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Before referendum jobs market remained strong, but skills shortages spell trouble ahead, says REC

The JobsOutlook survey from the Recruitment & Employment Confederation (REC) shows that before the referendum, 45% believed economic conditions to be ‘getting better’, compared to 21% who believed conditions were deteriorating.


The survey of 600 employers also finds two thirds adopting what could be a ‘wait-and-see’ attitude to hiring, with one in five (21%) planning to hire but three times as many (66%) intending to keep their permanent employee headcount static over the short term (next three months).


Eight in ten UK businesses (79%) report operating with either ‘little’ or ‘no’ capacity to take on more work without creating more jobs but employers anticipate difficulties finding appropriately skilled candidates for jobs in in engineering, construction, hospitality, and health and social care.


The REC’s chief executive, Kevin Green (pictured), said, “Whilst it is too early to draw conclusions about the impact the EU referendum result will have on hiring activity, it is encouraging to see how strong the UK jobs market was in the months leading up to the vote.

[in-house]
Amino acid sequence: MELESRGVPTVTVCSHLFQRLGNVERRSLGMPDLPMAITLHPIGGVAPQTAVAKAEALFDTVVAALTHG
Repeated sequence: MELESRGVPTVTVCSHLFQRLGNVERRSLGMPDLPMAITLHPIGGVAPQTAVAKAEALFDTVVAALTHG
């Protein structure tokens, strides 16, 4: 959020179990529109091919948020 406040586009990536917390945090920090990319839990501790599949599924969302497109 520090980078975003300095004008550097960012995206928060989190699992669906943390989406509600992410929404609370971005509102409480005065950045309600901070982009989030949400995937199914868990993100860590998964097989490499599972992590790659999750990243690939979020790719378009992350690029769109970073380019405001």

“Data from the ONS shows that employment grew by 624,000 in the last year and we have our best ever employment rate of 74.4 per cent. This supports the idea that the jobs market will be able to withstand any disruption to the economic outlook.


“At the same time, there are still lots of employers finding it difficult to hire the staff they need in both highly skilled sectors such as engineering and at the other end of the market in hospitality and healthcare.    


“With British applicants already in short supply, policy makers must ensure that employers can continue to access the people they need from Europe to fill the jobs available. This must be top of the agenda to safeguard the strength of the UK jobs market and sustainable economic growth which benefits us all.” 


The next issue of JobsOutlook will include data collected in July, after the referendum, and is published on Wednesday 24th August.

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